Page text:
"No, old car," he replied. "Dad bought it for me as a graduation present when I qualified. Back then, I could not afford to insure it. Now, it's a bloody classic, and I can't afford to maintain it. That's why I drive the Beemer. Try to put as little wear and tear on the lady as I can."
It was clear from the way Peter looked back at the car that he loved it.
"I gather you are providing James with a car. Is that it?"
"Yes," Peter replied. "Would have preferred to let him have the Beemer, but it is registered at the hospital for parking, and it was too much hassle to change things over just for a couple of weeks, so I'm letting James borrow this. However, he's going to have to cover the insurance top-up for adding an additional driver to the policy."
"And how much is that costing?" James asked, coming through the backdoor with Steve.
"An extra fifty quid," Peter said. "Turned out cheaper to add you on as an additional driver for the nine months the policy has to run than to take a temporary insurance out for you for the two weeks."
I asked them if anyone wanted tea or coffee, but they all declined. Peter informing me that he was off to London for the day. I commented that he was lucky to get a day off and was informed that it was to attend a training session on some new equipment that they would be getting early next year. With that information imparted, Peter gave the keys to the Jag to James. Then he and Steve left, no doubt for Steve to drop Peter off at Southminster station.
In response to my enquiry about whether or not he would like some breakfast, James informed me that he had partaken of breakfast at Marcia's. I had guessed he had, but as a good host, I had to make sure.
"What are the plans for today?" I asked.
"I have to check in with the solicitors. There has to be a court hearing, but they said they did not expect it before Thursday or Friday, more likely early next week. Then I thought I would go into Morden and do some shopping. JayDee needs some clothes, and I could do with a few more."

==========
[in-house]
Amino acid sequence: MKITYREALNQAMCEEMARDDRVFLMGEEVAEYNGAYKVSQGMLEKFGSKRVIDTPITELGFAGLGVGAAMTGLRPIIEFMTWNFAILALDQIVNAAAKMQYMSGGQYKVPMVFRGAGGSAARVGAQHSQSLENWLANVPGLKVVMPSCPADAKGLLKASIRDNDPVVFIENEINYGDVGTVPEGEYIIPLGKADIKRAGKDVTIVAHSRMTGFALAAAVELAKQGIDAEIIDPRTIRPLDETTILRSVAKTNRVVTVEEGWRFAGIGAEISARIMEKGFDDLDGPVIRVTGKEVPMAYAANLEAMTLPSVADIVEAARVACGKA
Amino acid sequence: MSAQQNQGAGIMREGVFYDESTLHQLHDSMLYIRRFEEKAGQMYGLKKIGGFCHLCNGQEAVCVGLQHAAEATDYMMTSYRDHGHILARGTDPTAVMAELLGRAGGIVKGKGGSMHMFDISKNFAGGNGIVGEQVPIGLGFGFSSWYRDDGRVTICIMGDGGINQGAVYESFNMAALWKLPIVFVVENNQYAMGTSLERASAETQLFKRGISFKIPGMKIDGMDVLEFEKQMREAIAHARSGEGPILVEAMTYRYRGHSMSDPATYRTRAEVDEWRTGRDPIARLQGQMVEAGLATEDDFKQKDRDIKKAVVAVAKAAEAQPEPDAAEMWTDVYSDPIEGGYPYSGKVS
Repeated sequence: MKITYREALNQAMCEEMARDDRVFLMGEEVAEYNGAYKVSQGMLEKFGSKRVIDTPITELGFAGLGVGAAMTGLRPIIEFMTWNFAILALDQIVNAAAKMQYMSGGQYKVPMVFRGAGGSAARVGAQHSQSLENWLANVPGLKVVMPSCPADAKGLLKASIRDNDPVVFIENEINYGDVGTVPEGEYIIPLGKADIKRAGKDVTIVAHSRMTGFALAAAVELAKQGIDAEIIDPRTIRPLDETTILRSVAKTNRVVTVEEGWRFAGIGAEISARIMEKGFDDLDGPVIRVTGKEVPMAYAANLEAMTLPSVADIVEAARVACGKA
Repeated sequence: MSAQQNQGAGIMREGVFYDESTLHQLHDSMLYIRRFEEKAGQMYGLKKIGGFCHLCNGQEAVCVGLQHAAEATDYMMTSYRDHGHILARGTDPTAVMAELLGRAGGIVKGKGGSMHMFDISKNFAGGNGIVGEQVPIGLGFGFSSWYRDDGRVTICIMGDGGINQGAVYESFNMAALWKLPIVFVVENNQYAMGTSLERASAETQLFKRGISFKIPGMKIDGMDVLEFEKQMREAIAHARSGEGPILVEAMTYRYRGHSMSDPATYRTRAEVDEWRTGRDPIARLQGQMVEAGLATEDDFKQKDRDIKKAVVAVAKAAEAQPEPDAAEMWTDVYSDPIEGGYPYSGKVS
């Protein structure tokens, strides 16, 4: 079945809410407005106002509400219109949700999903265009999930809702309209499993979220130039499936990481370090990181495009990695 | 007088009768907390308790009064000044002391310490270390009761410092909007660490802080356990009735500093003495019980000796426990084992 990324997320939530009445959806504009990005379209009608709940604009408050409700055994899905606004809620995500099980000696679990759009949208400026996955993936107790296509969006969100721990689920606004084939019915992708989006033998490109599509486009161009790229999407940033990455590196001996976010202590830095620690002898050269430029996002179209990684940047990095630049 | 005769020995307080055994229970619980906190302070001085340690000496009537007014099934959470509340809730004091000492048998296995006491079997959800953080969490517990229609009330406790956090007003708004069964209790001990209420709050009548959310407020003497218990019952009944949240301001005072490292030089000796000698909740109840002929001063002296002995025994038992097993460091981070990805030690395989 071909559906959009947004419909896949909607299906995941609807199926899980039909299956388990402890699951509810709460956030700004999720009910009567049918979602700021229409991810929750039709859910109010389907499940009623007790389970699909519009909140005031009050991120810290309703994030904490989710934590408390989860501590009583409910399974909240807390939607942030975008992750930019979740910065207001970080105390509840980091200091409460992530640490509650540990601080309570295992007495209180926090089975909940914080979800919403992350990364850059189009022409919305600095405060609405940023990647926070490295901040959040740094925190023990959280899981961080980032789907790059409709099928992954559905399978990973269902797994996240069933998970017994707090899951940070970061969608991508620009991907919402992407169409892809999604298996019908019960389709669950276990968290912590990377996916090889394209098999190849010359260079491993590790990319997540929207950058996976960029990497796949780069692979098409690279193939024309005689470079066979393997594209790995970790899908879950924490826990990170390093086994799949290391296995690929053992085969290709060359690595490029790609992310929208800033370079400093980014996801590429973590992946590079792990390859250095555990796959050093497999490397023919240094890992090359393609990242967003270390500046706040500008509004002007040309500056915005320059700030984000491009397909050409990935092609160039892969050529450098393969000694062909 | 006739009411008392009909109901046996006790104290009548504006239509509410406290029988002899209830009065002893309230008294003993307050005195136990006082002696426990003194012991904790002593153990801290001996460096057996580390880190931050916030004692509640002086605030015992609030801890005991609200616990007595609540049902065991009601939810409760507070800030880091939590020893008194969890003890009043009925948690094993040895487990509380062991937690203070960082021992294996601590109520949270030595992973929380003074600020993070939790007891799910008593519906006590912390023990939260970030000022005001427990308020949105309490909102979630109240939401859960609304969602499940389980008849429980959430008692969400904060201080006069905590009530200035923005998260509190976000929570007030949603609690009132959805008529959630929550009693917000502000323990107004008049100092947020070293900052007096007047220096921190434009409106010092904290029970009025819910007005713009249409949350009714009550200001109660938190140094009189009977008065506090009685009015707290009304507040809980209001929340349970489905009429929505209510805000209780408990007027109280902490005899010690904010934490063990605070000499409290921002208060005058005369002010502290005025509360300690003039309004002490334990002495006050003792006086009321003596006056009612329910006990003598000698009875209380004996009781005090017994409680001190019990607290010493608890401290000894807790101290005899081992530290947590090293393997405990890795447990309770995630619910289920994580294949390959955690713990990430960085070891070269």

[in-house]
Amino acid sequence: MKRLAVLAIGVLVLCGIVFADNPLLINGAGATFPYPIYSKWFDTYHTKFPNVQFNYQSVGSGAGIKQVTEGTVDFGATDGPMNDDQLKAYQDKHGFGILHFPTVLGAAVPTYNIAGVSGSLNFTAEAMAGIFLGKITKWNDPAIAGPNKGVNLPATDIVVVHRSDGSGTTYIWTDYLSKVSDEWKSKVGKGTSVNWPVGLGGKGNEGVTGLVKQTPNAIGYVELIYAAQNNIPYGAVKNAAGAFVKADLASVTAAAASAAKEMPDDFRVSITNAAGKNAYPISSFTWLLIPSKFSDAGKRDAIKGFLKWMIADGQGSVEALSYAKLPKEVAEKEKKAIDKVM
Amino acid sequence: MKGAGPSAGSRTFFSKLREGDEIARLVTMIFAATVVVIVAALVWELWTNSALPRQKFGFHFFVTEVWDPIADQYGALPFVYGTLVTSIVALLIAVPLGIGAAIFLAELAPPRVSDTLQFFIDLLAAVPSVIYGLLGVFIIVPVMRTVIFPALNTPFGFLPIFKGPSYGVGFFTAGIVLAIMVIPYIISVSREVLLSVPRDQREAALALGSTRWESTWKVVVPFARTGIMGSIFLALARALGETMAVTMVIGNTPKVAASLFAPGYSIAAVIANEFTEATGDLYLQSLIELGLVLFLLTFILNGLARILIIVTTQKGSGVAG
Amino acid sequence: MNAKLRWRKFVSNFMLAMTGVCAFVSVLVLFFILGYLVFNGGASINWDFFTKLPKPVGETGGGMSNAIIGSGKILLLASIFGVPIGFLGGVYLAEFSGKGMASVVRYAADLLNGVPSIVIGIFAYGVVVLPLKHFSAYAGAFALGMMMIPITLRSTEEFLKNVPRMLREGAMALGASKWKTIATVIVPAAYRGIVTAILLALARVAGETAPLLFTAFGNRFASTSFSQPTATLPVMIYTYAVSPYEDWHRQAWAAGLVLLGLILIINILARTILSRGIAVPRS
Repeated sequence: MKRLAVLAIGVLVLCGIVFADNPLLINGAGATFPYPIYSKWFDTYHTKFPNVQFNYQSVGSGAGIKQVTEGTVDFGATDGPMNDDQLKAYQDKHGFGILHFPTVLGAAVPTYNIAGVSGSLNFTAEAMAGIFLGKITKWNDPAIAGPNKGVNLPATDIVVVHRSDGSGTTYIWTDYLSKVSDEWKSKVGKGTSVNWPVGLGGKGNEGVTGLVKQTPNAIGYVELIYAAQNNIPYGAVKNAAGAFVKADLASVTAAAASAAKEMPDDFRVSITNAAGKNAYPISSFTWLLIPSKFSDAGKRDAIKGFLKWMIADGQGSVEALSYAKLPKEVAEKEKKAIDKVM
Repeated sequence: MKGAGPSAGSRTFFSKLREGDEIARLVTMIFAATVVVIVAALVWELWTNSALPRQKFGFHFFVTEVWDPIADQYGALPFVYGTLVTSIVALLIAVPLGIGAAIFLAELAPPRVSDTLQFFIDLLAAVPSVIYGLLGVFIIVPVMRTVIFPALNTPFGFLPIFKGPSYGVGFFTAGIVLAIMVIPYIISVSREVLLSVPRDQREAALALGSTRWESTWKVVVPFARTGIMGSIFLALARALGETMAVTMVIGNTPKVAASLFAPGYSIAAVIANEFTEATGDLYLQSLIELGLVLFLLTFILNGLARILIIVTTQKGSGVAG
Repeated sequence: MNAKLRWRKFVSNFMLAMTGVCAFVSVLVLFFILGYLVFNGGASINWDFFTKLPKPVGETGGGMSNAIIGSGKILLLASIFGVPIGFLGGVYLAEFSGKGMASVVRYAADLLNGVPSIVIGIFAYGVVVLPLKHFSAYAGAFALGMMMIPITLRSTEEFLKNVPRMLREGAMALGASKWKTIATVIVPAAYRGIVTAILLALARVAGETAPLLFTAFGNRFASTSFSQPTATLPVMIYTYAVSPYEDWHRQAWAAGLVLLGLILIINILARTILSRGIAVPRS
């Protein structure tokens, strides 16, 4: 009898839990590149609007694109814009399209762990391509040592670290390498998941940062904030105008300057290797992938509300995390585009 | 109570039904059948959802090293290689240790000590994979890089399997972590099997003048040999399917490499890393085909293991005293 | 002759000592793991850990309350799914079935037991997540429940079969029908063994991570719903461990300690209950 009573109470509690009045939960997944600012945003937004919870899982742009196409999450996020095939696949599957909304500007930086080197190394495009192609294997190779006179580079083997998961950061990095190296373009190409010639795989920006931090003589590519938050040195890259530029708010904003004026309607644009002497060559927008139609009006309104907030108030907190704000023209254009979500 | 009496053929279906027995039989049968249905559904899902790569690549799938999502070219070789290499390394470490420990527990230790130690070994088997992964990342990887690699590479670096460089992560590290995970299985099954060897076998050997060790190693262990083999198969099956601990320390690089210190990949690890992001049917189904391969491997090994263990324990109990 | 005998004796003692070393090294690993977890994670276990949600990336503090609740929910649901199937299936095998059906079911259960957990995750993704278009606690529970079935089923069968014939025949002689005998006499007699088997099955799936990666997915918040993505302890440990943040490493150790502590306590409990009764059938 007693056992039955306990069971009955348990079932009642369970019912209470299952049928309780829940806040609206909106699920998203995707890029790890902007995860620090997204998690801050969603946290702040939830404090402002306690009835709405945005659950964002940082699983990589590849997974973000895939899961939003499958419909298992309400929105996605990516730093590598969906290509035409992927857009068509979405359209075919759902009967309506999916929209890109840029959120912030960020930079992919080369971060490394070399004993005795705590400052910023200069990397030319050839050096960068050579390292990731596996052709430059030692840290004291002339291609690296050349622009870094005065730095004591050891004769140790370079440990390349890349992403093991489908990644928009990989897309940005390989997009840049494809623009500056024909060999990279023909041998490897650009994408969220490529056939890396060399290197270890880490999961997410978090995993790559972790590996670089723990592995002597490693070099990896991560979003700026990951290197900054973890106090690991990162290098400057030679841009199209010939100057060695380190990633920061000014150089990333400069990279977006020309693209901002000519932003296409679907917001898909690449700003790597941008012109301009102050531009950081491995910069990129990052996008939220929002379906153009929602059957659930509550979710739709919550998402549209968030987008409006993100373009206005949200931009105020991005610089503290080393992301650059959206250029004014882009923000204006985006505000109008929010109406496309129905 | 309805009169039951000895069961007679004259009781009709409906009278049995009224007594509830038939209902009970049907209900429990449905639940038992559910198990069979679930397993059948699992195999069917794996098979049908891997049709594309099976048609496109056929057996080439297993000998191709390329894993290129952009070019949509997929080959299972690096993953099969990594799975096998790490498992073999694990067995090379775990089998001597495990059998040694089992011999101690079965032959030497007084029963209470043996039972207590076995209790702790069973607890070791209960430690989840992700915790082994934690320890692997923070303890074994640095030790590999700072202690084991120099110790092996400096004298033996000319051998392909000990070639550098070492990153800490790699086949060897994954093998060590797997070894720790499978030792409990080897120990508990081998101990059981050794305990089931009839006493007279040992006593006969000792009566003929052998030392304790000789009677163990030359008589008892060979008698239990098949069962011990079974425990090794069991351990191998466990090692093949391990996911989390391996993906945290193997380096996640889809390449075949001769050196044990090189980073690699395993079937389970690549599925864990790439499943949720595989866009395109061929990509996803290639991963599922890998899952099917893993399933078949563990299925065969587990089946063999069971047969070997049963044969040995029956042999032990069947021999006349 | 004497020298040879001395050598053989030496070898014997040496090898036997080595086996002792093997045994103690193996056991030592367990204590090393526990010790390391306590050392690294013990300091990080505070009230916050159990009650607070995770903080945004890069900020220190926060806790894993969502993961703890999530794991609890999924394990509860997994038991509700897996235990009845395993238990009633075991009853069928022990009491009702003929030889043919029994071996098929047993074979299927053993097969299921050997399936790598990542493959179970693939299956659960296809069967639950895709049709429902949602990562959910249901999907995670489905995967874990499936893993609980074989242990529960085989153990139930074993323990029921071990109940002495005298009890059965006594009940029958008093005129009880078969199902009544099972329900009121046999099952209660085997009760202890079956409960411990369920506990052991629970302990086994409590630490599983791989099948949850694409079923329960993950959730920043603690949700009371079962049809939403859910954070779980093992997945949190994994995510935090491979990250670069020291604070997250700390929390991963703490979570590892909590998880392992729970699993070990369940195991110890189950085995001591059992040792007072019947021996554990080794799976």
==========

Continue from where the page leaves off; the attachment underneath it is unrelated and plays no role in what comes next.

"If you are looking for clothes, especially for JayDee, you are probably better off going into Chelmsford," I suggested. "There is far more choice there."
James thanked me for the information, then asked if he could use the landline phone to call Bernard's office. "I'm on an Ozzie network, and the roaming charges are horrendous," he informed me.
"Is your phone locked?" I asked.
"No, got it unlocked when I went out so I could get on a local service," James replied.
"I'll get you a GiffGaff sim," I told him. "You can activate it and put some credit on. Save you a fortune."
"It's not that easy," James informed me. "I need to keep the sim I've got active as it is the only number that my Australian contacts have for me. If there is a question about one of the patients in the hospital, they will use that number."
That I had to agree was a problem, though I quickly thought of an answer. "Then use two phones. Keep your Aussie one but have one for use in the UK. I've got several samples I was sent to review; you can have one of them."
Some fifteen minutes later, after searching through a box of sample phones I had, we had James fixed up with a basic smartphone connected to the GiffGaff service. Whilst we were at it, we also sorted out breakdown insurance for when he was driving the Jag. A quick telephone call to Peter had confirmed that his breakdown cover was personal to him, not to the car.
All that sorted, he phoned Bernard's office and spoke to his contact there. They had not heard anything yet about a hearing date, but given the court listings, they could not see it being held before Friday. James informed them of his new telephone number and his plans for today. He also promised to keep them informed of his and JayDee's movements for the next few days.